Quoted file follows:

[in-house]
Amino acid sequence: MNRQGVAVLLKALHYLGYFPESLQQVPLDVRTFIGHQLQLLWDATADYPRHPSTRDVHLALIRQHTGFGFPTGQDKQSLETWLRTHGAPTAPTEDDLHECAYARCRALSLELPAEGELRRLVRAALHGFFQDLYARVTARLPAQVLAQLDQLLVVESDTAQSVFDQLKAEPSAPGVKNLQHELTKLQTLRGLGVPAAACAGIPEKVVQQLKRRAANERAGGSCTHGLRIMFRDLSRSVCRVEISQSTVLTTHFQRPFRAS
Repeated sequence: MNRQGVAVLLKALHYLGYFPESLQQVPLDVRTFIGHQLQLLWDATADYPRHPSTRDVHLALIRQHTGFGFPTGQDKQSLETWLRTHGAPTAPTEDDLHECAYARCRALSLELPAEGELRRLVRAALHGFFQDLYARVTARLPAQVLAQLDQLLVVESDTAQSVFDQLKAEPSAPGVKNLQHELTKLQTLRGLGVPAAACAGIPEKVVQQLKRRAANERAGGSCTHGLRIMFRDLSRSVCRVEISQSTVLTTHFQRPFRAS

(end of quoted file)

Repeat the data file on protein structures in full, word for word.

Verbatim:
[in-house]
Amino acid sequence: MNRQGVAVLLKALHYLGYFPESLQQVPLDVRTFIGHQLQLLWDATADYPRHPSTRDVHLALIRQHTGFGFPTGQDKQSLETWLRTHGAPTAPTEDDLHECAYARCRALSLELPAEGELRRLVRAALHGFFQDLYARVTARLPAQVLAQLDQLLVVESDTAQSVFDQLKAEPSAPGVKNLQHELTKLQTLRGLGVPAAACAGIPEKVVQQLKRRAANERAGGSCTHGLRIMFRDLSRSVCRVEISQSTVLTTHFQRPFRAS
Repeated sequence: MNRQGVAVLLKALHYLGYFPESLQQVPLDVRTFIGHQLQLLWDATADYPRHPSTRDVHLALIRQHTGFGFPTGQDKQSLETWLRTHGAPTAPTEDDLHECAYARCRALSLELPAEGELRRLVRAALHGFFQDLYARVTARLPAQVLAQLDQLLVVESDTAQSVFDQLKAEPSAPGVKNLQHELTKLQTLRGLGVPAAACAGIPEKVVQQLKRRAANERAGGSCTHGLRIMFRDLSRSVCRVEISQSTVLTTHFQRPFRAS